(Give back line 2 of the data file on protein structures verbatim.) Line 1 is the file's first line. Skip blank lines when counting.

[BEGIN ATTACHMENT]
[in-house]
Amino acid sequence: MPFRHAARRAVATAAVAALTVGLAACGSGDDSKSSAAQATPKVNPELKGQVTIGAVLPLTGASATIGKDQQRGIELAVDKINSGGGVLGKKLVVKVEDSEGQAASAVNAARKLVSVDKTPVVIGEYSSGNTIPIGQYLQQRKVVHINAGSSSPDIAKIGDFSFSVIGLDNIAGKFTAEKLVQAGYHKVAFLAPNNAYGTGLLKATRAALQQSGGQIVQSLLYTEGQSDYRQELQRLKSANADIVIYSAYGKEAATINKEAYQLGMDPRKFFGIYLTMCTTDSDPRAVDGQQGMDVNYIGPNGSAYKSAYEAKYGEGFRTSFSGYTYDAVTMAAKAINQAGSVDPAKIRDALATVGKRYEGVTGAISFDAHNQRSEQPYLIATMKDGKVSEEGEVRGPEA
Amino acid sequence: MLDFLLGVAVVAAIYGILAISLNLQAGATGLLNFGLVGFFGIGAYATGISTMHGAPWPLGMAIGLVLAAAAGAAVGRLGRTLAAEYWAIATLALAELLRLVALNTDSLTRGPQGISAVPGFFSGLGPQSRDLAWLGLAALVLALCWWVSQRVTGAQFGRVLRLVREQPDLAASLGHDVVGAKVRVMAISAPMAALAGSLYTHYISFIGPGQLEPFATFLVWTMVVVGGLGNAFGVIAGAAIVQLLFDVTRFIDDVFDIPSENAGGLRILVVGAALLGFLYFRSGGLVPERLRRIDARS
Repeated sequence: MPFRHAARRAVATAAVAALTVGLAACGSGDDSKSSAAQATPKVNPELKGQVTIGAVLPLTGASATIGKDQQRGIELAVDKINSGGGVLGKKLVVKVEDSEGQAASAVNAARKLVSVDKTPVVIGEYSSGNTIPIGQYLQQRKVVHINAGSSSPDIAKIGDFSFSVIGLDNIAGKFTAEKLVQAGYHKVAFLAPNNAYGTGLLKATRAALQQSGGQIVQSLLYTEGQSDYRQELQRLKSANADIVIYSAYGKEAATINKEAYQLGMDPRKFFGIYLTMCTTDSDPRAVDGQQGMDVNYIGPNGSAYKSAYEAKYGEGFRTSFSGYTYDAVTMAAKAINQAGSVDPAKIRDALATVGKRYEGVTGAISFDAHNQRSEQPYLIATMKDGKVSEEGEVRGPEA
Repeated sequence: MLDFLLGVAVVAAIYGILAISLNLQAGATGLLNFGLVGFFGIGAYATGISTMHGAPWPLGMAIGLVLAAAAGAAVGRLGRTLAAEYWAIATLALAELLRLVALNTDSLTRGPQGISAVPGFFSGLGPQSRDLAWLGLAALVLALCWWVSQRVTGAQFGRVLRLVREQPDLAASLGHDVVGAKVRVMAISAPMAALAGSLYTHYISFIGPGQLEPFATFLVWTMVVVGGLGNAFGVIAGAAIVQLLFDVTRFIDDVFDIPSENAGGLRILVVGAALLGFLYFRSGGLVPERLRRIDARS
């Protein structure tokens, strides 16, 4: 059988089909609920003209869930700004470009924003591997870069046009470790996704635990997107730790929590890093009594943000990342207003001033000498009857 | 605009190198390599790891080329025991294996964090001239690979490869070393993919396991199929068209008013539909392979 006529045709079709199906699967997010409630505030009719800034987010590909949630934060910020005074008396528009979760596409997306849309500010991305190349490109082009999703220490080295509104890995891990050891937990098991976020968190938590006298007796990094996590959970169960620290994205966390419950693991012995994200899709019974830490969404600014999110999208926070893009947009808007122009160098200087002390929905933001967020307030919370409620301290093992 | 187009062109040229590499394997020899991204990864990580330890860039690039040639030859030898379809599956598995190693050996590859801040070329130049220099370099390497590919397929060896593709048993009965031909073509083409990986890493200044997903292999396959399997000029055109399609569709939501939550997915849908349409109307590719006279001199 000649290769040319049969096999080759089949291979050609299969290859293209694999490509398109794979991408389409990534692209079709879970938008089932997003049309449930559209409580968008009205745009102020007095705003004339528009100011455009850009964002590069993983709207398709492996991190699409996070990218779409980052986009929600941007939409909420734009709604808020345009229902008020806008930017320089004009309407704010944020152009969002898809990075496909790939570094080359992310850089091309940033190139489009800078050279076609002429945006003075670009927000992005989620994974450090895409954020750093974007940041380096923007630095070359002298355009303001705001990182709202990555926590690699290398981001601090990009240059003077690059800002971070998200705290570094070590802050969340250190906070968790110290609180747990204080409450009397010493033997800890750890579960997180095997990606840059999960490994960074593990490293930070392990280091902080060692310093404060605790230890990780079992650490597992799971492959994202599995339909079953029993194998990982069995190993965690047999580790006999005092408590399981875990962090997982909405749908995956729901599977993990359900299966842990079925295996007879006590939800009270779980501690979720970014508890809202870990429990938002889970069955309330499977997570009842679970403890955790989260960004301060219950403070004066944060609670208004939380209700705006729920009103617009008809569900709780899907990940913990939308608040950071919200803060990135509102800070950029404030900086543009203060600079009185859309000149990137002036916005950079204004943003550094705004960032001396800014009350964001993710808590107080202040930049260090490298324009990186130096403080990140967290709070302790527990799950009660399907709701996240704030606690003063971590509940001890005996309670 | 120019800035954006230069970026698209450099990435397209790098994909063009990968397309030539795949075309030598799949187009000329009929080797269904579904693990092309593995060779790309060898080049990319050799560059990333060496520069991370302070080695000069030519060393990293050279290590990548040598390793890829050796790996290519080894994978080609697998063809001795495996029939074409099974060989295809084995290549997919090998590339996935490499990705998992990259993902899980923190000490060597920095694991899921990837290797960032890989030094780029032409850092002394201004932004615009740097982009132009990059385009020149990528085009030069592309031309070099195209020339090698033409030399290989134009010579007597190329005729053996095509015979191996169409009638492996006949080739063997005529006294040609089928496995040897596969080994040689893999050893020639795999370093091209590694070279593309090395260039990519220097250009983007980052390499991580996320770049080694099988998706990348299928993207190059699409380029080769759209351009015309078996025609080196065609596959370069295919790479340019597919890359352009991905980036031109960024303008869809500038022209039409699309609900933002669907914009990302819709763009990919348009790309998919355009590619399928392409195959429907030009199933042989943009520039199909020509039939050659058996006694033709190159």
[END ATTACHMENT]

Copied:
Amino acid sequence: MPFRHAARRAVATAAVAALTVGLAACGSGDDSKSSAAQATPKVNPELKGQVTIGAVLPLTGASATIGKDQQRGIELAVDKINSGGGVLGKKLVVKVEDSEGQAASAVNAARKLVSVDKTPVVIGEYSSGNTIPIGQYLQQRKVVHINAGSSSPDIAKIGDFSFSVIGLDNIAGKFTAEKLVQAGYHKVAFLAPNNAYGTGLLKATRAALQQSGGQIVQSLLYTEGQSDYRQELQRLKSANADIVIYSAYGKEAATINKEAYQLGMDPRKFFGIYLTMCTTDSDPRAVDGQQGMDVNYIGPNGSAYKSAYEAKYGEGFRTSFSGYTYDAVTMAAKAINQAGSVDPAKIRDALATVGKRYEGVTGAISFDAHNQRSEQPYLIATMKDGKVSEEGEVRGPEA